101 Things You Need to Know About Suffragettes by Maggie AndrewsSuffragettes learned jiu-jitsu, repelled policemen with their hatpins, burnt down football stadiums and planted bombs. They rented a house near to Holloway Prison and sang rebel anthems to the Suffragettes inside. They barricaded themselves into their homes to repulse tax collectors. They arranged mass runs on Parliament. They had themselves posted to the Prime Minister, getting as far as the door of No. 10. Indomitable older members applied for gun licences to scare the government into thinking they were planning a revolution.Rebels. Warriors. Princesses. Prisoners. Pioneers. Here are 101 of the most extraordinary facts about Suffragettes that you need to know.
Suffragette Official Trailer #1 (2015) - Carey Mulligan, Meryl Streep Drama HD
Eight facts you didn't know about the Suffragette movement
Starring Carey Mulligan, Romala Garai and Anne-Marie Duff, rather than focus on the leaders of the movement such as Pankhurst played by a rousing Meryl Streep , Suffragette concentrates its attention on the working-class women who sacrificed so much, including lives with their children, for the cause. Adopting the motto 'Deeds Not Words', the WSPU used protests and more violent tactics, including arson attacks to demand that women were given the vote. To protect themselves in violent protests, the Suffragettes were trained in Jiu Jitsu. The idea behind the training was that appointed bodyguards would surround leaders like Pankhurst and defend them against the police. Suffragette Edith Garrud led the teaching and a cartoon image of Edith in a Punch issue shows the Jiu Jitsu expert singlehandedly fighting six policemen. Marion Wallace-Dunlop was the first suffragette to go on hunger strike in , she was protesting for not being given political prisoner status in prison. Not all women supported women getting the vote.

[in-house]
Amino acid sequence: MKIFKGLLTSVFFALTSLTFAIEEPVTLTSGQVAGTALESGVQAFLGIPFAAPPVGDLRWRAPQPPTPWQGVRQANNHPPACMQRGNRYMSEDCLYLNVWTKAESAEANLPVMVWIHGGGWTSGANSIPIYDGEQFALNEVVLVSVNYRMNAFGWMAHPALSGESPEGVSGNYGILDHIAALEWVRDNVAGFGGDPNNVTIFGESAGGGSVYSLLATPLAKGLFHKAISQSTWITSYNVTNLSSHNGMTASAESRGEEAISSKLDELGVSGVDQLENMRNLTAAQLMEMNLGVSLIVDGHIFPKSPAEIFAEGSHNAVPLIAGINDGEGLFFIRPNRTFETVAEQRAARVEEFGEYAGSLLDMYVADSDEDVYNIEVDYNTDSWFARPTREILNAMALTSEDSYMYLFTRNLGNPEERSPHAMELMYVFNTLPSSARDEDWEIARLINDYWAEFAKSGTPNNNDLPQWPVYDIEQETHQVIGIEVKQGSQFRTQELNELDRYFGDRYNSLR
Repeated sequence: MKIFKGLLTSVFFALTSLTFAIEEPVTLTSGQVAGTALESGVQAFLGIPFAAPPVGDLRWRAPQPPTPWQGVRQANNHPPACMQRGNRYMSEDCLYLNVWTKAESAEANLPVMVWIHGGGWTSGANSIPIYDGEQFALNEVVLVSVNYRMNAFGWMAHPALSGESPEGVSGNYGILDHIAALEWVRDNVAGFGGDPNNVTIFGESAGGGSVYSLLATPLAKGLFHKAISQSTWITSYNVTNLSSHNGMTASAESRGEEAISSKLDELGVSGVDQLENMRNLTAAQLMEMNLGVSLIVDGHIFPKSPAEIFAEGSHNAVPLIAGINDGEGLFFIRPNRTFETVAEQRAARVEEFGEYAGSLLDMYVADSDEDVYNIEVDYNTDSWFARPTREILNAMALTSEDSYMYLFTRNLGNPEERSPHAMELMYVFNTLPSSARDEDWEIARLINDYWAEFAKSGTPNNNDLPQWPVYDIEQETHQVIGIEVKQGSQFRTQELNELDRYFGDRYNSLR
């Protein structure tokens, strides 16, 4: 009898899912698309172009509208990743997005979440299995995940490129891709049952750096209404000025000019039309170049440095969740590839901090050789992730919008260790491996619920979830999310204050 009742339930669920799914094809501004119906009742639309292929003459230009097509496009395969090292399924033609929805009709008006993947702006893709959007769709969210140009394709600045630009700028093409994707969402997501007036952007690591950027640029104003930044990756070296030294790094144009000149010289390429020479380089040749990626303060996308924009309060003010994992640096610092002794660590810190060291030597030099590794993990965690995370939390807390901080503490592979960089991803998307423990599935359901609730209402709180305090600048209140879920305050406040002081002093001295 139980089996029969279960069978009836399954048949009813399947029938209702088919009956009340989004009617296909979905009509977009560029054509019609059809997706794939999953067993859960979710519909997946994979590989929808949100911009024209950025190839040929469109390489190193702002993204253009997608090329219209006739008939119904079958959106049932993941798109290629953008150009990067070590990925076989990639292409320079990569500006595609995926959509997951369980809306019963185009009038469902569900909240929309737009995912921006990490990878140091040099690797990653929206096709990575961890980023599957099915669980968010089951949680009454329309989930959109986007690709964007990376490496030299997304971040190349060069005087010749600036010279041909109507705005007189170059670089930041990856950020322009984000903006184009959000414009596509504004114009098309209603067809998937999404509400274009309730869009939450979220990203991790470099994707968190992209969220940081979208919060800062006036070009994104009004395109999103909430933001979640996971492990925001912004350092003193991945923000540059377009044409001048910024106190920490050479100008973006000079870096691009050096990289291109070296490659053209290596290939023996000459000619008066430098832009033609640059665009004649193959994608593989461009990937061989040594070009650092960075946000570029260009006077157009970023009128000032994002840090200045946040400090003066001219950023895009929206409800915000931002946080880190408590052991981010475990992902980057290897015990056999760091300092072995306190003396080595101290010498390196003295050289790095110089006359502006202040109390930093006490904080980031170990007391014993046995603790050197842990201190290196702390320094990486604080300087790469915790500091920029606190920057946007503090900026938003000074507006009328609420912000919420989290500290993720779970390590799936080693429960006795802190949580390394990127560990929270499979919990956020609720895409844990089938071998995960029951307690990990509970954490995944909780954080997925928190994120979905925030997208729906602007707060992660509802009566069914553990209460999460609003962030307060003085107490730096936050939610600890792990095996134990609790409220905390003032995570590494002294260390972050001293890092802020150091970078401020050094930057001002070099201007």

2. A mother and her daughters led the way
With the backing of railroad tycoon, Cornelius Vanderbilt, Victoria Woodhull and her sister would open a stock brokerage firm, using their Wall Street profits to bankroll a controversial publication that supported causes such as legalized prostitution and free love. Victoria would argue on behalf of the suffrage movement before the House Judiciary Committee in early , garnering her a nomination for US President in However, her detractors would have their way with her throwing her in jail on Election Day for adultery. She was later acquitted of all charges. Instead they were seen as spinsters, masculine, plain, and bitter. Their presence, alone, was considered an influence that would ultimately feminize men.